This post was originally published by CRSI on September 19th, 2020 and is archived. Learn more here.
New research by Anthea Vogl, Khanh Hoang and Asher Hirsch published in the Canadian journal Refuge sheds a light on the history and development of sponsorship in Australia.
Australia’s Private Refugee Sponsorship Program: Creating Complementary Pathways Or Privatising Humanitarianism?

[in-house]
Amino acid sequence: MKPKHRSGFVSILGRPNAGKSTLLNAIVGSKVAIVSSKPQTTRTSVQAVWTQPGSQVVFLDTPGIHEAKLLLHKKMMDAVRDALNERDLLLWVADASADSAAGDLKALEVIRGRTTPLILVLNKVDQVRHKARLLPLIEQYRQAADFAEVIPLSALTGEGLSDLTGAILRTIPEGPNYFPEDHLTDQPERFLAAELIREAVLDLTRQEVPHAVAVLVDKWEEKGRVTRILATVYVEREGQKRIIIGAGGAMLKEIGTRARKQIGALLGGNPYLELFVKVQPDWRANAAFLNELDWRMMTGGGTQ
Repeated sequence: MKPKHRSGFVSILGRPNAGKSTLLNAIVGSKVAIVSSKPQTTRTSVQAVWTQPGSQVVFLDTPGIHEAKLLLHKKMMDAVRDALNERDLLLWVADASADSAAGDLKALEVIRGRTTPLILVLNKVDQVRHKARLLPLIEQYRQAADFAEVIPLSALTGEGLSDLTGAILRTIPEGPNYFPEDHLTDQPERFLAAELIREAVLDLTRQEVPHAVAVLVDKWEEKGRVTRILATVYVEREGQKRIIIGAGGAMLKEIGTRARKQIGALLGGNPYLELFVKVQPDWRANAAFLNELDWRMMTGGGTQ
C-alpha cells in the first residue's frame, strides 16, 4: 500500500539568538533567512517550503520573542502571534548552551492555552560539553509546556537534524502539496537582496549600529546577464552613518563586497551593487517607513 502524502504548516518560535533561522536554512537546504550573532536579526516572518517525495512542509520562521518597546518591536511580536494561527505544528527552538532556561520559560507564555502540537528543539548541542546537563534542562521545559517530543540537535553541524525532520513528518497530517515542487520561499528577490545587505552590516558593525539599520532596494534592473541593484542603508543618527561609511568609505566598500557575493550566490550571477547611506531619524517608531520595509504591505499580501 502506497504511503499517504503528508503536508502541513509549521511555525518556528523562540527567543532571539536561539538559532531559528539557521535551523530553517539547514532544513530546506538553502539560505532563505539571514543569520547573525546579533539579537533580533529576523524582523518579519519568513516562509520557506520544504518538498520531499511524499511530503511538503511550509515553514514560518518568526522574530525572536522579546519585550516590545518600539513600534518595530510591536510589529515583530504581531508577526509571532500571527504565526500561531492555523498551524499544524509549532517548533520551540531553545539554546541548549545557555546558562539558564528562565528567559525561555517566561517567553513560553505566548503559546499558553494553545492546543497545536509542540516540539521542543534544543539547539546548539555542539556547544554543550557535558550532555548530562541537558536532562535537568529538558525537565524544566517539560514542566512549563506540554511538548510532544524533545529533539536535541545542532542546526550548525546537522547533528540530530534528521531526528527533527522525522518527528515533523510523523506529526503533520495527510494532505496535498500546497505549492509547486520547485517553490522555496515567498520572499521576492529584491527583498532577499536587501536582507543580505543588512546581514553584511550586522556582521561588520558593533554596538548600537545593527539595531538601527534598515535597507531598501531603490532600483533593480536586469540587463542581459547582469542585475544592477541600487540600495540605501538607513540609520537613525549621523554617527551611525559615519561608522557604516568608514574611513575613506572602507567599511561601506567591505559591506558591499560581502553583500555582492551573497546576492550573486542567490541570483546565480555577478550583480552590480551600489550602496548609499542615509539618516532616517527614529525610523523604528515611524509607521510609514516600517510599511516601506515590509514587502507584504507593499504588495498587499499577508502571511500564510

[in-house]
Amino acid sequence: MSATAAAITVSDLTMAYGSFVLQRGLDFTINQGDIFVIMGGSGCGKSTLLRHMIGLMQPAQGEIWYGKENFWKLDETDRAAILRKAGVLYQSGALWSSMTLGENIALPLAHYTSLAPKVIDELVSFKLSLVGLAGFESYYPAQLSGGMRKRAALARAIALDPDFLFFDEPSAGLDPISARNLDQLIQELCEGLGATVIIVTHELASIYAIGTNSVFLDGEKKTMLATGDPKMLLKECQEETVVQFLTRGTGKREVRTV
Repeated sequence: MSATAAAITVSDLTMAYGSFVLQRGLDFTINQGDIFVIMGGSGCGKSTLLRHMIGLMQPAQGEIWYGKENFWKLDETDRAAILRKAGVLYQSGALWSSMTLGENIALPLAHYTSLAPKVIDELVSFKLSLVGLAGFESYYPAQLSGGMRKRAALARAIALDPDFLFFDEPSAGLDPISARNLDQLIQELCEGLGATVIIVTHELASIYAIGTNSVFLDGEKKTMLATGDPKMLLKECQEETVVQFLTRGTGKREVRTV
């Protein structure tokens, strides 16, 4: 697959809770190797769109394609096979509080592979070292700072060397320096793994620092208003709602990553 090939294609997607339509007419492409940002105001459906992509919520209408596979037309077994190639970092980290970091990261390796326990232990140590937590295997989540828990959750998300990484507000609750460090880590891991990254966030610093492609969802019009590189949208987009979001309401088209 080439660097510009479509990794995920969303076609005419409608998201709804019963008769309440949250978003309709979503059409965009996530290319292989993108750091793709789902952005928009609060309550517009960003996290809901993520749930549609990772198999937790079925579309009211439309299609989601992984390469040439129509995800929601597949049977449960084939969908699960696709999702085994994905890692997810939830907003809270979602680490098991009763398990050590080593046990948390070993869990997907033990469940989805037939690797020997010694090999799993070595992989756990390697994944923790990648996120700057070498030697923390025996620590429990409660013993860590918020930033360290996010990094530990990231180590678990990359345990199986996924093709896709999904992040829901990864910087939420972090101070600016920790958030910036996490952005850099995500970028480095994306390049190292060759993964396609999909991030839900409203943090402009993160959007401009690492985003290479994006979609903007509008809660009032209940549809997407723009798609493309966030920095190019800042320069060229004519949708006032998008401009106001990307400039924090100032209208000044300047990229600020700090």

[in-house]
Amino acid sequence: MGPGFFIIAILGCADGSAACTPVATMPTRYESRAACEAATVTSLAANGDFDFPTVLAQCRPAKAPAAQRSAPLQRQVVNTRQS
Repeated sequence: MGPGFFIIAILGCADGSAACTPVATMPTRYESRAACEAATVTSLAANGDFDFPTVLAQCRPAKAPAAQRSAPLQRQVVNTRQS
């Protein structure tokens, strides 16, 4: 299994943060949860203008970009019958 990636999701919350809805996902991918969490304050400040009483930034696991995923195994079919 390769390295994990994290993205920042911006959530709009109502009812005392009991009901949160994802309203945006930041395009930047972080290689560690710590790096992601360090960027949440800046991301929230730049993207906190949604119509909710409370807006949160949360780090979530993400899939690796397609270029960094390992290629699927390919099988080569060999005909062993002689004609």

This article provides the first history and critique of Australia’s private refugee sponsorship program, the Community Support Program (CSP). As more countries turn to community sponsorship of refugees as a means to fill the “resettlement gap,” Australia’s model provides a cautionary tale. The CSP, introduced in 2017, does not expand Australia’s overall resettlement commitment but instead takes places from within the existing humanitarian resettlement program. The Australian program charges sponsors exorbitant application fees, while simultaneously prioritizing refugees who are “job ready,” with English-language skills and ability to integrate quickly, undermining the principle of resettling the most vulnerable. As such, we argue that the CSP hijacks places from within Australia’s humanitarian program and represents a market-driven outsourcing and privatization of Australia’s refugee resettlement priorities and commitments.